• The draught Digital Personal Protection Bill 2022 of India proposes a fine of up to 500 crore for data breaches.
  • DCyA (Defense Cyber Agency): India’s armed forces recently established a Defence Cyber Agency capable of offensive and defensive manoeuvres. Every Indian state has its own cyber command and control centre.
  • The Indian Cybercrime Coordination Centre (I4C), established by the Ministry of Home Affairs, serves as a node in the response to cybercrime by coordinating with state police forces across the country. It also coordinates the implementation of other countries’ mutual legal assistance treaties (MLAT).

Limitations The cybersecurity infrastructure in India

  • Lack of tools to detect: Most organisations lack the tools to detect, let alone prevent, cyberattacks.
  • Cybersecurity professionals are in short supply: India also has a severe shortage of cybersecurity professionals. In comparison to the 1.2 million people in the United States, India is expected to have a total workforce of around 3,00,000 in this sector.
  • The majority of our organisations are in the private sector, and their participation in India’s cybersecurity structures remains limited.

It is critical to have a global perspective

  • International collaboration is essential: With the majority of cyberattacks emanating from outside our borders, international cooperation would be critical to maintaining the security of our digital space. It would also be a cause with international appeal.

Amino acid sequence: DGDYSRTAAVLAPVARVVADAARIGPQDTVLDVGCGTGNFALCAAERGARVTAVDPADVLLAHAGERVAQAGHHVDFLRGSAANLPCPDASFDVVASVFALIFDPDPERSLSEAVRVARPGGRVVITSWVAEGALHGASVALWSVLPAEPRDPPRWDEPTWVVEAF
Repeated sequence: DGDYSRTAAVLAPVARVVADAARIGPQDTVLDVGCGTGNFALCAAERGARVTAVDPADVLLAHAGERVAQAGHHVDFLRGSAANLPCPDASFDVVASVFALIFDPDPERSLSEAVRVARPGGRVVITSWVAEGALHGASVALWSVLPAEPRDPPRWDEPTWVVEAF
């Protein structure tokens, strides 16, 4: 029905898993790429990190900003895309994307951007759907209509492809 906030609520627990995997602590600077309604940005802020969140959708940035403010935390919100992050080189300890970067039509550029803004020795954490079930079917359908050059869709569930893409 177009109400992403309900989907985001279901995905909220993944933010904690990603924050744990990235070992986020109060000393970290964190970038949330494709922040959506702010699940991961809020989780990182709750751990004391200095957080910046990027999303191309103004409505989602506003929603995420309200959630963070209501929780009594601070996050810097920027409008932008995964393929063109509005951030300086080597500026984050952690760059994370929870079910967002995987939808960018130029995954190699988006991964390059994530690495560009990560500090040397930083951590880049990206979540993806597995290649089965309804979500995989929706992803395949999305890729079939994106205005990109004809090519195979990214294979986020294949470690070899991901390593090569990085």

• Cybersecurity treaties: India has already signed cybersecurity treaties with the United States, Russia, the United Kingdom, South Korea, and the European Union, among others.
  • There are multinational frameworks, but no truly global framework: Even in multinational frameworks such as the Quad and the I2U2 (both of which India is a member), efforts are being made to improve cooperation in cyber incident response, technology collaboration, capacity building, and cyber resilience. However, there is no truly global framework, with many organisations operating in silos.
  • The UNGA established two ICT processes: The United Nations General Assembly established two processes to address security issues in the information and communication technology (ICT) environment.
  • Russia established the Open-ended Working Group (OEWG) with the entire UN membership through a resolution.
  • The other is the United States’ resolution on the continuation of the Group of Governmental Experts (GGE), which includes 25 countries from all major regions.
  • Many aspects of the Internet are vastly different: The two antagonistic permanent members of the United Nations Security Council, who are India’s most important strategic partners, disagree on many aspects of the Internet, including openness, data flow restrictions, and digital sovereignty. These UN groups would struggle to hold effective dialogues in the midst of current world events.

@the end

The G-20 summit in India this year, which will include all of the stakeholders driving the global levers of power, is a once-in-a-lifetime opportunity to bring together domestic and international engagement groups from across the spectrum and steer the direction of these consultations. India could make an effort to conceptualise a global framework of common minimum acceptance for cybersecurity. This would be one of the most significant contributions to collective security made by any nation in modern times.